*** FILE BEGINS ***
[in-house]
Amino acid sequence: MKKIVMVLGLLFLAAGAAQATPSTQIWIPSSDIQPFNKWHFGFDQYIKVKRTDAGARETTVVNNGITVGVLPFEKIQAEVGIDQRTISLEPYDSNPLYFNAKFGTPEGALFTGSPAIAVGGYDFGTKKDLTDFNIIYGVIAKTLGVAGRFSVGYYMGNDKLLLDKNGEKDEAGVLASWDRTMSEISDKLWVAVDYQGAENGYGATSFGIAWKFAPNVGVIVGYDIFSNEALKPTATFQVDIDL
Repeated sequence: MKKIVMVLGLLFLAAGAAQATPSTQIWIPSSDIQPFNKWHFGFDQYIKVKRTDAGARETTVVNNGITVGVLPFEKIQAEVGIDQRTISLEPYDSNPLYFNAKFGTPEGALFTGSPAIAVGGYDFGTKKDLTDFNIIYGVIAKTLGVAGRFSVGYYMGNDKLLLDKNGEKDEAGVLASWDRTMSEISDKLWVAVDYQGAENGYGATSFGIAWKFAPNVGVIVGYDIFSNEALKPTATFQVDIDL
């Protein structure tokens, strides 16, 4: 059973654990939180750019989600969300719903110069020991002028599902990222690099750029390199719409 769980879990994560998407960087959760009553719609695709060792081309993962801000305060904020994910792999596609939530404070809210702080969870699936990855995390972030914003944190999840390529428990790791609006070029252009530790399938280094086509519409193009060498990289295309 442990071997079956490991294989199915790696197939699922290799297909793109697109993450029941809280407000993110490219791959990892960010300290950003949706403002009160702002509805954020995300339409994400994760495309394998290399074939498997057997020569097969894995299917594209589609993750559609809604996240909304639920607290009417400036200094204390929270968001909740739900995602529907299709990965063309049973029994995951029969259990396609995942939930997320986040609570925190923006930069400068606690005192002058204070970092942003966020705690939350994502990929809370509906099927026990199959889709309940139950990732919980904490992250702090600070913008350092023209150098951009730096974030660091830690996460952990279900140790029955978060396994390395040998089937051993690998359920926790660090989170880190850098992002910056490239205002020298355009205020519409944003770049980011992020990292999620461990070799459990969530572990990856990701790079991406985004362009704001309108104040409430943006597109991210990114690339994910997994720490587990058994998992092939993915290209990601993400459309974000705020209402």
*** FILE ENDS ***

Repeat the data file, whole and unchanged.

[in-house]
Amino acid sequence: MKKIVMVLGLLFLAAGAAQATPSTQIWIPSSDIQPFNKWHFGFDQYIKVKRTDAGARETTVVNNGITVGVLPFEKIQAEVGIDQRTISLEPYDSNPLYFNAKFGTPEGALFTGSPAIAVGGYDFGTKKDLTDFNIIYGVIAKTLGVAGRFSVGYYMGNDKLLLDKNGEKDEAGVLASWDRTMSEISDKLWVAVDYQGAENGYGATSFGIAWKFAPNVGVIVGYDIFSNEALKPTATFQVDIDL
Repeated sequence: MKKIVMVLGLLFLAAGAAQATPSTQIWIPSSDIQPFNKWHFGFDQYIKVKRTDAGARETTVVNNGITVGVLPFEKIQAEVGIDQRTISLEPYDSNPLYFNAKFGTPEGALFTGSPAIAVGGYDFGTKKDLTDFNIIYGVIAKTLGVAGRFSVGYYMGNDKLLLDKNGEKDEAGVLASWDRTMSEISDKLWVAVDYQGAENGYGATSFGIAWKFAPNVGVIVGYDIFSNEALKPTATFQVDIDL
């Protein structure tokens, strides 16, 4: 059973654990939180750019989600969300719903110069020991002028599902990222690099750029390199719409 769980879990994560998407960087959760009553719609695709060792081309993962801000305060904020994910792999596609939530404070809210702080969870699936990855995390972030914003944190999840390529428990790791609006070029252009530790399938280094086509519409193009060498990289295309 442990071997079956490991294989199915790696197939699922290799297909793109697109993450029941809280407000993110490219791959990892960010300290950003949706403002009160702002509805954020995300339409994400994760495309394998290399074939498997057997020569097969894995299917594209589609993750559609809604996240909304639920607290009417400036200094204390929270968001909740739900995602529907299709990965063309049973029994995951029969259990396609995942939930997320986040609570925190923006930069400068606690005192002058204070970092942003966020705690939350994502990929809370509906099927026990199959889709309940139950990732919980904490992250702090600070913008350092023209150098951009730096974030660091830690996460952990279900140790029955978060396994390395040998089937051993690998359920926790660090989170880190850098992002910056490239205002020298355009205020519409944003770049980011992020990292999620461990070799459990969530572990990856990701790079991406985004362009704001309108104040409430943006597109991210990114690339994910997994720490587990058994998992092939993915290209990601993400459309974000705020209402």